NEW YORK – In a media blitz Wednesday night and Thursday, U.S. President Donald Trump’s lawyer Rudolph Giuliani told Fox and CNN he had received assurances that Special Counsel Robert Mueller will not indict the president while he is in office.
Whether a sitting president can be subjected to prosecution has never been tested at the U.S. Supreme Court, but Giuliani said Mueller’s team agrees it is bound by a U.S. Justice Department memo from October 2000. That memo concluded U.S. presidents cannot be indicted because the prosecution would interfere with their ability to execute their constitutional duties.
That is not all Giuliani said, though. He told Fox News Thursday morning not just that the special counsel cannot indict President Trump but that Mueller’s team cannot even subpoena the president to appear before a grand jury. Giuliani’s theory is that if the president cannot be prosecuted, he cannot be called to testify in an investigation of his conduct.
“We’re pretty comfortable, in the circumstances of this case, they wouldn’t be able to subpoena him personally,” Giuliani said. “They could probably require documents to be produced. That’s what was required of Nixon. We’ve provided 1.4 million documents. They probably could require you to testify in a civil case, possibly even as a witness in a criminal case, but they can’t require you to testify in what would be your own case.”
Mueller is investigating allegations that Russia interfered in the 2016 U.S. presidential election and possible collusion between Moscow and the Trump campaign. Trump has denied colluding with Russia and has called the Mueller investigation, which marked its first anniversary on Thursday, a witch hunt.
A Mueller spokesman declined to comment. A Giuliani representative did not immediately respond to a request for comment.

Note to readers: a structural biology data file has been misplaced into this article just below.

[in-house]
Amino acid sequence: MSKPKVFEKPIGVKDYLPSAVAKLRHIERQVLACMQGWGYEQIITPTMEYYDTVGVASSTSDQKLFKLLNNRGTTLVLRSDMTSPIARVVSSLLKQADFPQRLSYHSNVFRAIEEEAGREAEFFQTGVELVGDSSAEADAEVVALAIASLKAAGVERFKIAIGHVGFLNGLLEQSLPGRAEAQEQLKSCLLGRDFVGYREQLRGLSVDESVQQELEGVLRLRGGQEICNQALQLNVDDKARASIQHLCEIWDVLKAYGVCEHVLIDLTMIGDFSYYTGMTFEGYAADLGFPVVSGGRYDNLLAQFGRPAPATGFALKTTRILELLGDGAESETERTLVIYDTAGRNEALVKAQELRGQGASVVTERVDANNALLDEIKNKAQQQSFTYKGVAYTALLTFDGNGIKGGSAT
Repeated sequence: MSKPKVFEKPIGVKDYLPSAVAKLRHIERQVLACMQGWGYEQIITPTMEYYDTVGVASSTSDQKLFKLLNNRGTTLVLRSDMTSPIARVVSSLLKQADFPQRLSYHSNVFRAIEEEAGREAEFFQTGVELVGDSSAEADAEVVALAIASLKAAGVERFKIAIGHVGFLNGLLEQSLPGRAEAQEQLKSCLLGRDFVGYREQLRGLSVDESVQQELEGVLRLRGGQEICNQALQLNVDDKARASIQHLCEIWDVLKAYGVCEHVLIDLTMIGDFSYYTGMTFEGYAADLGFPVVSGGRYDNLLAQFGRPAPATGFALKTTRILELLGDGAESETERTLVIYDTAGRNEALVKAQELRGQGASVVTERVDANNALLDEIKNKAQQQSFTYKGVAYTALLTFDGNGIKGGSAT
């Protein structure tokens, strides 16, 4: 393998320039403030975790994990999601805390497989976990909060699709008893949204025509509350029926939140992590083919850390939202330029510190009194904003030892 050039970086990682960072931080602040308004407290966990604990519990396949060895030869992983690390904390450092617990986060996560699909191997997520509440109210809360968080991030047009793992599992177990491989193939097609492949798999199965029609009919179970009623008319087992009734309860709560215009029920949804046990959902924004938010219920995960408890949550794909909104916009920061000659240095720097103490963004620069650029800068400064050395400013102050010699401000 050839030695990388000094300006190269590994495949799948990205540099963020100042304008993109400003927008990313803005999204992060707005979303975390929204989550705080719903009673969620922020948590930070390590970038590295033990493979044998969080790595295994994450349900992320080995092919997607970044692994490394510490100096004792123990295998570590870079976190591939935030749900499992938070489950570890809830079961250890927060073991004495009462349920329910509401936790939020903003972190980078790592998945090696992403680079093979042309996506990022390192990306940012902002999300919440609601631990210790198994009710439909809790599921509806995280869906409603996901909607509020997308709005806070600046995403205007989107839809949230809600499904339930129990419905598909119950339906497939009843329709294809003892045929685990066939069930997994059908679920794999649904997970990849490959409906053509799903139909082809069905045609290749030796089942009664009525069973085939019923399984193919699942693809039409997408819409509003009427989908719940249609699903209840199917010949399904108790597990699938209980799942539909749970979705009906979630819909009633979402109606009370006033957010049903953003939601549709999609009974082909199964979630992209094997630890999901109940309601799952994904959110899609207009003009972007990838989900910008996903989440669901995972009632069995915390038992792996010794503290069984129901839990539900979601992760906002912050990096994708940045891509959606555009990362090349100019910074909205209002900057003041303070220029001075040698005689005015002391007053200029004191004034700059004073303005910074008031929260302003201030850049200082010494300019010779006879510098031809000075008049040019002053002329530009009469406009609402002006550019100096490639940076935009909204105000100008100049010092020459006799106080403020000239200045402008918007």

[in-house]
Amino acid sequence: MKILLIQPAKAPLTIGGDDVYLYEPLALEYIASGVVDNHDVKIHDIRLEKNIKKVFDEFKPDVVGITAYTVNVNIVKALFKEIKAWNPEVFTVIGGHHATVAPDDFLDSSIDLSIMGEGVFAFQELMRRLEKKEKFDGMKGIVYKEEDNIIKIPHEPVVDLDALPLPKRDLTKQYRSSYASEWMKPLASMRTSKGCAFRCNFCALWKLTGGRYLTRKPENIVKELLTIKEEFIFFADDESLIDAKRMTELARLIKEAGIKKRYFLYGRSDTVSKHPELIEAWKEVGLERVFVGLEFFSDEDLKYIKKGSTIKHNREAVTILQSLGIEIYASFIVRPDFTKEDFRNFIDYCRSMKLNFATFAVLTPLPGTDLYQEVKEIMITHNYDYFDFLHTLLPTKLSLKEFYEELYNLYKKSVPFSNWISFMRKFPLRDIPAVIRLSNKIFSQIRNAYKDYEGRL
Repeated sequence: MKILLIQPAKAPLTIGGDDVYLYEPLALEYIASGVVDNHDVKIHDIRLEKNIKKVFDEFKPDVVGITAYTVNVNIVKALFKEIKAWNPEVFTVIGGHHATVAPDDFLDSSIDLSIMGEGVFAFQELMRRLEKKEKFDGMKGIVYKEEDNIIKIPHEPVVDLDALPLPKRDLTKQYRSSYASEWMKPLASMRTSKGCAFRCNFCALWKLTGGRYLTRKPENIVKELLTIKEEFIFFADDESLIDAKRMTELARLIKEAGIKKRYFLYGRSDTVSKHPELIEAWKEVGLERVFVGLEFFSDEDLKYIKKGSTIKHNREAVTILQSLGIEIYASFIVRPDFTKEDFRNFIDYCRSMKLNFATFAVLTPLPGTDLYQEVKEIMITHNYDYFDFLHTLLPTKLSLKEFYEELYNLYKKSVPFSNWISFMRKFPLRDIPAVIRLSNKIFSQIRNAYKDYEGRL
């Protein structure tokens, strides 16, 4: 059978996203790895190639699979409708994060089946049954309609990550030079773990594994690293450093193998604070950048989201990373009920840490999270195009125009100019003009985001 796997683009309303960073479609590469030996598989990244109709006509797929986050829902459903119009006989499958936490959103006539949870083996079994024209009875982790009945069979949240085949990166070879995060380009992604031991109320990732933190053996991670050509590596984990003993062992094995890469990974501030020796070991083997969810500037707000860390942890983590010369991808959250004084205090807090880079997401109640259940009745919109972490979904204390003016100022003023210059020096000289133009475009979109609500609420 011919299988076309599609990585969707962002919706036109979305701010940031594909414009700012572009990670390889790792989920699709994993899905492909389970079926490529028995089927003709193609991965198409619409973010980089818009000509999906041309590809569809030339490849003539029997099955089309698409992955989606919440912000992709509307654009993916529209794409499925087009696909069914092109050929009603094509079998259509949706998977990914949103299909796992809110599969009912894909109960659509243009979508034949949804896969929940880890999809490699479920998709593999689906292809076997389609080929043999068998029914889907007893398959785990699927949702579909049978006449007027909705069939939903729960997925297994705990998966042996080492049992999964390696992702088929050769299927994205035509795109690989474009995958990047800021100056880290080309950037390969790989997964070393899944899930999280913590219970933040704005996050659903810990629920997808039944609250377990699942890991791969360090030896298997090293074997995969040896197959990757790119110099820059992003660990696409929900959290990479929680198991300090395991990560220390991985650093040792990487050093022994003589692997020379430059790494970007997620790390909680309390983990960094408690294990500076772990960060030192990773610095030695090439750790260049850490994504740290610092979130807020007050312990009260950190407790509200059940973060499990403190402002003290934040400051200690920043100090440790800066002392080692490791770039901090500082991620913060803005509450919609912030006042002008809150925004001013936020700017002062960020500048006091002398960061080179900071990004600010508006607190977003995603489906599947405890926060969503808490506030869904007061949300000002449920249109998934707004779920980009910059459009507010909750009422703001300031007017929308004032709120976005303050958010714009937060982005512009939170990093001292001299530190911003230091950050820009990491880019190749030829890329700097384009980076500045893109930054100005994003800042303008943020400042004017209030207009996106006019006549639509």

I talked Thursday to eight lawyers who have been involved in previous probes of U.S. presidents. Every one of them said Giuliani’s theory is incorrect.
Some of them had quite strong words.
George Conway wrote the Supreme Court briefs in Bill Clinton accuser Paula Jones’ case, which led to a unanimous ruling from the justices that the Constitution does not shield presidents from testifying in certain civil suits. He said Giuliani’s assertion that President Trump cannot be subpoenaed is “drivel.”
Lawrence Robbins, who represented White House officials in the Whitewater investigation, said Giuliani’s theory is “facially preposterous.”
Solomon Wisenberg, who worked on the Whitewater probe of Clinton, called the theory “delusional.”
“It’s an extraordinary stretch,” said another Whitewater veteran, University of Baltimore law professor Kimberly Wehle. “They are trying to thread a very, very fine needle.”
Giuliani’s comment to Fox referred obliquely to two key Supreme Court decisions addressing whether a president must comply with demands for information in a legal case. In 1974’s U.S. v. Nixon, the justices ruled unanimously that President Richard Nixon was required to comply with a special prosecutor’s subpoena for documents and tape recordings, rejecting Nixon’s claim that the materials were protected by executive privilege. Nixon subsequently turned over the subpoenaed material.